The CSHL LIbrary and Archive is pleased to announce that SciVal, Elsevier's platform to visualize research performance, benchmark your science relative to peers, develop collaborative partnerships and analyze research trends, is now available.
For more information about SciVal please contact Matt Covey at the Library
A Short History of Quantitative Biology at Cold Spring Harbor Laboratory
Posted on March 2, 2015 by adamsiepel
In my spare time, I enjoy reading about the history of science, and since arriving at Cold Spring Harbor Laboratory last August, I have been particularly interested in the role of CSHL in the history of genetics and molecular biology. I have been especially struck by the large number of prominent quantitative biologists who have been affiliated with the Laboratory, in one way or another, and I thought it would be useful to draft a short history focused on quantitative biology at CSHL.
The Double Helix was published February 26, 1968. Half a century after the publication, Roger Highfield from the Science Museum, London looks at why this book is still relevant today. Read about it in the Science Museum blog.
The CSHL Library and Archives contains a large trove of original materials germane to the events described in The Double Helix, including items from the James D. Watson, Francis Crick, Sydney Brenner, and many other collections. Please visit our Digital Archives.
The Human Genome Project (HGP) was a 13-year initiative to sequence the billions of individual bases of human DNA. Despite the landmark nature of the project, there was never any effort to preserve, collect or organize the documentary record of scientists’ work in six countries: this historical documentation lay scattered in archives and other collections in the United States, United Kingdom, France, Germany, Japan, and China.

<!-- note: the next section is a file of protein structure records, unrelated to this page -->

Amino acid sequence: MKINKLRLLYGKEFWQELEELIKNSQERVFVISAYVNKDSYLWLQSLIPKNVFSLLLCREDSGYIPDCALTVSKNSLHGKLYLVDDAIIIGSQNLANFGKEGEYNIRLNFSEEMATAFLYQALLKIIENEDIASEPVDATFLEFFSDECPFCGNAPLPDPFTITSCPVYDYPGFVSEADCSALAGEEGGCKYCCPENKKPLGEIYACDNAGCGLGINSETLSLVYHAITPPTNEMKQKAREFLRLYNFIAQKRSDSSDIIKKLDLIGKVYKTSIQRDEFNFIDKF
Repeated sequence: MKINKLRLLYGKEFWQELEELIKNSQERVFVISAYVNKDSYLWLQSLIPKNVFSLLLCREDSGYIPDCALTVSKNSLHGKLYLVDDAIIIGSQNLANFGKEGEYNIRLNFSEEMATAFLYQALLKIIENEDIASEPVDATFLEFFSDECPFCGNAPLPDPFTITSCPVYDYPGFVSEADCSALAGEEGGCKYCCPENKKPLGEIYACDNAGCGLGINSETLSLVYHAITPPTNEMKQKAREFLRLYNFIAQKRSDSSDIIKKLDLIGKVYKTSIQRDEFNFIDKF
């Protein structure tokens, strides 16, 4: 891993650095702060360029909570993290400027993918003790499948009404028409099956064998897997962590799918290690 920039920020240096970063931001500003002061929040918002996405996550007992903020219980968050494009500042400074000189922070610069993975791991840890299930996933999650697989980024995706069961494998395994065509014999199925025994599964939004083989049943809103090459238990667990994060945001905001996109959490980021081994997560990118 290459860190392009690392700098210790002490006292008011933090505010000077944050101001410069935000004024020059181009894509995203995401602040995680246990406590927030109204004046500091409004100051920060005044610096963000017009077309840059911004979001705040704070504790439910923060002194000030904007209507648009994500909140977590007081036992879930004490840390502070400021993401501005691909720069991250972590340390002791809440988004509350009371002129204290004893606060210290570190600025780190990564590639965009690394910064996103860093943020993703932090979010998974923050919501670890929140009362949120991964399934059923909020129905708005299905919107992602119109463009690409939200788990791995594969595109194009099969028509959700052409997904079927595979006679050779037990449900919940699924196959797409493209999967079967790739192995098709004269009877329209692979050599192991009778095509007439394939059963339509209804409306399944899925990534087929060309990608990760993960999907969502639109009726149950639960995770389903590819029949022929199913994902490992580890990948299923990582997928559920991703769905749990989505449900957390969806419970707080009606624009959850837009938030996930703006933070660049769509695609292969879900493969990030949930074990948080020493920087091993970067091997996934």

In 2009, Cold Spring Harbor Laboratory began working with The Wellcome Trust to change this. The International Catalog of the History of the Human Genome Project seeks to fill a large gap for historians and other scholars researching the HGP. The project will create a catalog of the original materials that came out of sequencing the human genome: correspondence, lab notes, photographs, papers, grant applications, oral history interviews, and other files.
For the first time, all the relevant materials documenting the history of the HGP will be identified, organized, and catalogued for the public. The website for the International Catalog of the History of the Human Genome Project is available at genomelegacy.org.
The NIH has announcedthat it will now allow Investigators to cite their interim research products (Preprints, software etc) in Progress Reports, Grant Applications, and Proposals.
The NIH recommends that Investigators use pre-print repositories that are robust and allow the pre-prints to be easily findable, accessible, interoperable and reusable.
A good example of such a repository is biorxiv.org
For more information the NIH guidance can be found here
Reporting Preprints and Other Interim Research Products
A new demand-driven ebook platform is available from the CSHL Library! ProQuest EBook Central provides CSHL researchers and staff an easy way to discover and read a vast collection of scientific and technical books from leading publishers. You are able to easy discover books of interest and can read the full text of any book for 5 minutes. If you decide that the book is worthwhile, simple request the book directly on the website, and your reqest will be processed by a CSHL Librarian.
For details on using the EBook Central, we have a Ebook Central LibGuide.
A major undertaking by the CSHL Library & Archives, the "The Human Genome Project: An Annotated & Interactive Scholarly Guide to the Project in the United States" is now available as an online guide and a downloadable E-Book. The editor is Kevin Davies.
Understanding your rights as an author and copyright this important for all scientists from graduate students to PI's.